Thursday, 12 March 2015

Ortlieb water belt

I tend not to drink enough water when backpacking, mainly because I just fill my Traveltap bottle and make it last between refills which may be few and far between. I suspect that dehydration is the cause of night time leg cramps which I tend to suffer from quite often when backpacking. If only water wasn't so heavy. I recall a day on the Lakeland to Lindisfarne hike (remembered for three days and nights of non-stop rain) when there was a dry stretch from Wooler to St. Cuthbert's Cave where we intended to pitch that night. I carried two litres of water for the whole of the day. That was an extra 4.5 lbs on my back which was no joke. If only water wasn't so heavy. Well, now it isn't! A recently acquired piece of kit is a water belt made by Ortlieb. It holds two litres and straps round the waist with adjustable straps and a plastic buckle. On its own it is used just to carry water but an optional extra is a drinking tube so water can be drunk whilst on the move without having to stop to take a bottle out of a side pocket of a backpack. The tube is easily fitted by removing part of the valve fitting from the water belt and replacing it by a screw fitting at one end of the tube. At the other end of the tube is a lockable bite-valve. This is twisted a half turn to turn the flow on and off. There is a cap attached to a cord to cover the bite-valve.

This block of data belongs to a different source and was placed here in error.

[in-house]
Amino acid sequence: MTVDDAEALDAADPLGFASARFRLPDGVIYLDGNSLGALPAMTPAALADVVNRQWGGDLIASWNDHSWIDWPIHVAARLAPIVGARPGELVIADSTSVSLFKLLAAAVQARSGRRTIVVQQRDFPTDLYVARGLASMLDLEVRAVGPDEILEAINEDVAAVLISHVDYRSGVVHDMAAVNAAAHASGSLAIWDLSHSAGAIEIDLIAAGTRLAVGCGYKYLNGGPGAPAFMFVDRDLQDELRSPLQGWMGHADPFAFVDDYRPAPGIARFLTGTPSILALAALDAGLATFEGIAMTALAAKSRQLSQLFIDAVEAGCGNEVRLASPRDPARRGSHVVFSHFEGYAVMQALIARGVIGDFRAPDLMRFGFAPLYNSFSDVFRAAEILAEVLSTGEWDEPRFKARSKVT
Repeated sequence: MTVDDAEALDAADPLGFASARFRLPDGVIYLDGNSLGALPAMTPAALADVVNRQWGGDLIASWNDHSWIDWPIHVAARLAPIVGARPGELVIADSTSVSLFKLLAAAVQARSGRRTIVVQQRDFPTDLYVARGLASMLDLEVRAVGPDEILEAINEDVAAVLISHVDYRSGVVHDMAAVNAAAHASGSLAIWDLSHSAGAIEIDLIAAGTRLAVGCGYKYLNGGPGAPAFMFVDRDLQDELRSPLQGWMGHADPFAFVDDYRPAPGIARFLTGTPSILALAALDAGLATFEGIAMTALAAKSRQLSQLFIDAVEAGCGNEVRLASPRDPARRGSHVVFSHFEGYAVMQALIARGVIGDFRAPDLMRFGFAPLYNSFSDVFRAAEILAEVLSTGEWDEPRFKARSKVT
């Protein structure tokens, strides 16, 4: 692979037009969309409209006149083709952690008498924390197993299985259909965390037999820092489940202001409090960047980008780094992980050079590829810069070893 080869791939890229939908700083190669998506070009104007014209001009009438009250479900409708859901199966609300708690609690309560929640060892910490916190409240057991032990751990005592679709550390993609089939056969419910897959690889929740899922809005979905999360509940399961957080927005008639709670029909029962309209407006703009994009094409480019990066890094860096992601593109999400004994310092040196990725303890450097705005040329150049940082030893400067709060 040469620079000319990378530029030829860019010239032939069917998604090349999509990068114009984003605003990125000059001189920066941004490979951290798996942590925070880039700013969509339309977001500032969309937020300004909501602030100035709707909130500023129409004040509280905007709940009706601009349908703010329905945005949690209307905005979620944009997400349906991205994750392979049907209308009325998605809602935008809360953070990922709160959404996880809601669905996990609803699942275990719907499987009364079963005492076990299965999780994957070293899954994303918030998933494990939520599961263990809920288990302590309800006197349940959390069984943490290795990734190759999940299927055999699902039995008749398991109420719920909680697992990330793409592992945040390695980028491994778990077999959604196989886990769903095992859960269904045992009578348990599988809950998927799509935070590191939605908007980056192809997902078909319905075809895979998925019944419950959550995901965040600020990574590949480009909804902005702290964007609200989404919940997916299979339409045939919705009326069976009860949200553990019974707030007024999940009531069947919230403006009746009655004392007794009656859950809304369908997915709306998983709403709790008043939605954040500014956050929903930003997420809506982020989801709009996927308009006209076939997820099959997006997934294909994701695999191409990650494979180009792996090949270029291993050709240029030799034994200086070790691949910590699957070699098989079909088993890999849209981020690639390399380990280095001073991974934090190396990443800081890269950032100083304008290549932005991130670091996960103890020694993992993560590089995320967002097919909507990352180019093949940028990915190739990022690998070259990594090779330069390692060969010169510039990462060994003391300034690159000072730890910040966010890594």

I'm not sure whether the belt is supposed to be worn on the back or the front. I've tried both but have settled for the front. I tighten the belt buckles gradually as the belt empties. The 33 inch long water tube is actually longer than I need and I thread it through a loop on a shoulder strap of my pack to keep it under control. I may shorten it a little. I can also carry the belt in my pack as a water reservoir would normally be carried. It can also be worn bandolier style although I haven't tried this. I wonder whether two could be worn in this way so four litres could be carried!

For the first few days of use, the water had a pronounced plastic/rubber taste but this has disappeared now. My first use of the belt was on the South Downs Way where water is scarce, with the exception of water taps every few miles which are invaluable. I filled up at each of these and, the weight of the water being round my waist, rather than my back, I never noticed the weight. I've often wished for dehydrated water to save weight. The Ortlieb water belt is better and will now be an essential piece of kit for me. I tend to carry two litres now as a matter of course. I have used it with river water plus chlorine tablets. It was fine, apart from the chlorine taste, but it needed rinsing out several times to fully get rid of the taste. As opposed to, say, a filled roll-up water container being carried, it's not so obvious that one is looking to discreetly wild camp somewhere.

Although, at first sight, I think many hikers will think this is a great idea, I should say that I use a pack without a hip belt and so the Ortlieb water belt is comfortable. I don't know how it would fit as well as a hip belt.

Price – the best price I found (from Ghyllside Cycles of Ambleside) were for the water belt £16.65 and for the optional drinking tube £13.50. This is one of the best pieces of kit I've come across for a long time.